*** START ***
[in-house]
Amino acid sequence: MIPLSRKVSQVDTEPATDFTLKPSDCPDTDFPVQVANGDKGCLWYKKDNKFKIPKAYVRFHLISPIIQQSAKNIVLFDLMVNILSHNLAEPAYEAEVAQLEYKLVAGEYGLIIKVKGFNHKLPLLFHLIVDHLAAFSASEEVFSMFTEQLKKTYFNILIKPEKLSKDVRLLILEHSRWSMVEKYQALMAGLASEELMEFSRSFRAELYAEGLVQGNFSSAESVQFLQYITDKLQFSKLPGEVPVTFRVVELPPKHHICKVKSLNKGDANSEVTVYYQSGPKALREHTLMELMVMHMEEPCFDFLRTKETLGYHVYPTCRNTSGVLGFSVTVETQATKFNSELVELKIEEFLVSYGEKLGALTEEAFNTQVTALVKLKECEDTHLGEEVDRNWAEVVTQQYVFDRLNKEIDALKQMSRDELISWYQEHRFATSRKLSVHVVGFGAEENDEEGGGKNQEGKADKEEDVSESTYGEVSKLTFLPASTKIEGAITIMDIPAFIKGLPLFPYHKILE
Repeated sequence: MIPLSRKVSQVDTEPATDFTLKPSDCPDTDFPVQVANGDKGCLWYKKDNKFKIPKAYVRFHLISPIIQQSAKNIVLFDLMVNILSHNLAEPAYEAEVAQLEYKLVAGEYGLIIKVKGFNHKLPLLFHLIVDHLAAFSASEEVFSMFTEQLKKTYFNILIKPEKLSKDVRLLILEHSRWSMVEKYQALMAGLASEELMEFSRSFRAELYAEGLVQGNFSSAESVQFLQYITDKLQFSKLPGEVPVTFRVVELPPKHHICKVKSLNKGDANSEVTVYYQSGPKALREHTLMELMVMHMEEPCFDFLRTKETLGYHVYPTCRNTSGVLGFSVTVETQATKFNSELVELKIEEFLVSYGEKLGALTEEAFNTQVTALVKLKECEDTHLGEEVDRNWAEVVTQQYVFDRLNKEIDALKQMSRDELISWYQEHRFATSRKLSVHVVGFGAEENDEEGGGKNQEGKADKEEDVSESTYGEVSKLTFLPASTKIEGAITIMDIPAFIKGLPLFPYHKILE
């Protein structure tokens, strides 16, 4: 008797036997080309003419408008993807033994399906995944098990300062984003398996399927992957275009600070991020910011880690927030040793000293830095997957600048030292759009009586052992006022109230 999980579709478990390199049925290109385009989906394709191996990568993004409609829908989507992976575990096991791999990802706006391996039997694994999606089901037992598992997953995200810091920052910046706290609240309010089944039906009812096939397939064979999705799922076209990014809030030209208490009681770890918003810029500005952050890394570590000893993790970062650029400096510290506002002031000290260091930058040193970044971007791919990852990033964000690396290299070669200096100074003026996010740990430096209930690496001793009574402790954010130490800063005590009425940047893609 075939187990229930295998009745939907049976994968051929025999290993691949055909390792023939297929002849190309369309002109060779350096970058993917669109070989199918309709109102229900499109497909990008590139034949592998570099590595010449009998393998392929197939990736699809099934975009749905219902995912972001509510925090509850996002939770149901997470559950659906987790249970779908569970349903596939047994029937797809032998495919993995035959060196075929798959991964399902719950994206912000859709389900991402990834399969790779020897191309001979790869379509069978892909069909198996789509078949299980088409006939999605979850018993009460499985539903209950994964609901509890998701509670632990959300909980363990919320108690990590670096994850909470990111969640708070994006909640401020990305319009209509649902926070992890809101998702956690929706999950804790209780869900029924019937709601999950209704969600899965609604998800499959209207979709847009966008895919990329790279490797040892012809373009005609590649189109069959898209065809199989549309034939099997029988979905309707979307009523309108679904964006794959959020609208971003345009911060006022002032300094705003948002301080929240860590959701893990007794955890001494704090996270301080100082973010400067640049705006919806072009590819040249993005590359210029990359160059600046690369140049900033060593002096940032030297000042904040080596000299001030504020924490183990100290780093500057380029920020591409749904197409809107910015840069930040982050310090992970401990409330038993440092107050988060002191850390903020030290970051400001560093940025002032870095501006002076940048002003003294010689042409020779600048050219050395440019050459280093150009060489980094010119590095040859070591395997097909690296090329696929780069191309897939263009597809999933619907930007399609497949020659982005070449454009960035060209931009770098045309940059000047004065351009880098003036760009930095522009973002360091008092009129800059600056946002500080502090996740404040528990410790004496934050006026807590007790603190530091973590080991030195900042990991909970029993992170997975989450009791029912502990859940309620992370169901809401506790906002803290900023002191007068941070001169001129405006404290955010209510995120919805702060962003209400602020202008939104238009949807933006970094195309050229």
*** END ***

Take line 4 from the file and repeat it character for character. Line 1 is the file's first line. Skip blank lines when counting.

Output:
């Protein structure tokens, strides 16, 4: 008797036997080309003419408008993807033994399906995944098990300062984003398996399927992957275009600070991020910011880690927030040793000293830095997957600048030292759009009586052992006022109230 999980579709478990390199049925290109385009989906394709191996990568993004409609829908989507992976575990096991791999990802706006391996039997694994999606089901037992598992997953995200810091920052910046706290609240309010089944039906009812096939397939064979999705799922076209990014809030030209208490009681770890918003810029500005952050890394570590000893993790970062650029400096510290506002002031000290260091930058040193970044971007791919990852990033964000690396290299070669200096100074003026996010740990430096209930690496001793009574402790954010130490800063005590009425940047893609 075939187990229930295998009745939907049976994968051929025999290993691949055909390792023939297929002849190309369309002109060779350096970058993917669109070989199918309709109102229900499109497909990008590139034949592998570099590595010449009998393998392929197939990736699809099934975009749905219902995912972001509510925090509850996002939770149901997470559950659906987790249970779908569970349903596939047994029937797809032998495919993995035959060196075929798959991964399902719950994206912000859709389900991402990834399969790779020897191309001979790869379509069978892909069909198996789509078949299980088409006939999605979850018993009460499985539903209950994964609901509890998701509670632990959300909980363990919320108690990590670096994850909470990111969640708070994006909640401020990305319009209509649902926070992890809101998702956690929706999950804790209780869900029924019937709601999950209704969600899965609604998800499959209207979709847009966008895919990329790279490797040892012809373009005609590649189109069959898209065809199989549309034939099997029988979905309707979307009523309108679904964006794959959020609208971003345009911060006022002032300094705003948002301080929240860590959701893990007794955890001494704090996270301080100082973010400067640049705006919806072009590819040249993005590359210029990359160059600046690369140049900033060593002096940032030297000042904040080596000299001030504020924490183990100290780093500057380029920020591409749904197409809107910015840069930040982050310090992970401990409330038993440092107050988060002191850390903020030290970051400001560093940025002032870095501006002076940048002003003294010689042409020779600048050219050395440019050459280093150009060489980094010119590095040859070591395997097909690296090329696929780069191309897939263009597809999933619907930007399609497949020659982005070449454009960035060209931009770098045309940059000047004065351009880098003036760009930095522009973002360091008092009129800059600056946002500080502090996740404040528990410790004496934050006026807590007790603190530091973590080991030195900042990991909970029993992170997975989450009791029912502990859940309620992370169901809401506790906002803290900023002191007068941070001169001129405006404290955010209510995120919805702060962003209400602020202008939104238009949807933006970094195309050229």